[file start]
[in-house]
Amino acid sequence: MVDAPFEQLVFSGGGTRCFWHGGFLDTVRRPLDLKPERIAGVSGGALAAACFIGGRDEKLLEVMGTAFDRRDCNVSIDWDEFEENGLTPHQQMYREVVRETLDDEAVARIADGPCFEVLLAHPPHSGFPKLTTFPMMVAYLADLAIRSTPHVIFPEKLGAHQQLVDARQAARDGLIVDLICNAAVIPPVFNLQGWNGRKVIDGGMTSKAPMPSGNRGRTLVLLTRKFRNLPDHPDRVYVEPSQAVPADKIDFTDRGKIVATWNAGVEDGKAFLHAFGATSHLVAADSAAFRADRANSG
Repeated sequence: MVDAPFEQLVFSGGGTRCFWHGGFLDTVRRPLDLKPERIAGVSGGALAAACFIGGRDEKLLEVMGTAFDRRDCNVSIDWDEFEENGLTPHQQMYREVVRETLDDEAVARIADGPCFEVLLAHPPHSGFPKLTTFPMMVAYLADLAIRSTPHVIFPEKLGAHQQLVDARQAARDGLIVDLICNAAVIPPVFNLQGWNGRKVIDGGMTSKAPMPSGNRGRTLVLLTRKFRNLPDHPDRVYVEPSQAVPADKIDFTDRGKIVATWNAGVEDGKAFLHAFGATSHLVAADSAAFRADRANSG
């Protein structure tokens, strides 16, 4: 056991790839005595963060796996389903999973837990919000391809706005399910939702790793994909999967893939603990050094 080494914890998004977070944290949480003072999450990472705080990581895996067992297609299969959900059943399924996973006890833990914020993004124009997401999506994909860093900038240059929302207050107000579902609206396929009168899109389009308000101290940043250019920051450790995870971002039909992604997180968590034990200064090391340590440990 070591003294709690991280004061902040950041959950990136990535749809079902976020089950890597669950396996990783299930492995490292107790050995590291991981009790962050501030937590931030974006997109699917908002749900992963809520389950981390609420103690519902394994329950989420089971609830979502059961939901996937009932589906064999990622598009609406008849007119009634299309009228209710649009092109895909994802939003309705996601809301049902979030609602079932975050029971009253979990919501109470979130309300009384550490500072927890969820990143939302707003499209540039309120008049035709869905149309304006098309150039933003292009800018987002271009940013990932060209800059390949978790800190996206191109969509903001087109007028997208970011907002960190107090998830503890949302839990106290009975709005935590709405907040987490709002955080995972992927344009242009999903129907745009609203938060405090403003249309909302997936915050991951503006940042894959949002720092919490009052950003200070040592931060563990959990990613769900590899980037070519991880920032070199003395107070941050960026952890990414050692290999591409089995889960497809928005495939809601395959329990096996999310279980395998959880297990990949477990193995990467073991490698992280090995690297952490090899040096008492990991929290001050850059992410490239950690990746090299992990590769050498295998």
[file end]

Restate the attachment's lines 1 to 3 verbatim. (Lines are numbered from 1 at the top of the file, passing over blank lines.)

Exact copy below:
[in-house]
Amino acid sequence: MVDAPFEQLVFSGGGTRCFWHGGFLDTVRRPLDLKPERIAGVSGGALAAACFIGGRDEKLLEVMGTAFDRRDCNVSIDWDEFEENGLTPHQQMYREVVRETLDDEAVARIADGPCFEVLLAHPPHSGFPKLTTFPMMVAYLADLAIRSTPHVIFPEKLGAHQQLVDARQAARDGLIVDLICNAAVIPPVFNLQGWNGRKVIDGGMTSKAPMPSGNRGRTLVLLTRKFRNLPDHPDRVYVEPSQAVPADKIDFTDRGKIVATWNAGVEDGKAFLHAFGATSHLVAADSAAFRADRANSG
Repeated sequence: MVDAPFEQLVFSGGGTRCFWHGGFLDTVRRPLDLKPERIAGVSGGALAAACFIGGRDEKLLEVMGTAFDRRDCNVSIDWDEFEENGLTPHQQMYREVVRETLDDEAVARIADGPCFEVLLAHPPHSGFPKLTTFPMMVAYLADLAIRSTPHVIFPEKLGAHQQLVDARQAARDGLIVDLICNAAVIPPVFNLQGWNGRKVIDGGMTSKAPMPSGNRGRTLVLLTRKFRNLPDHPDRVYVEPSQAVPADKIDFTDRGKIVATWNAGVEDGKAFLHAFGATSHLVAADSAAFRADRANSG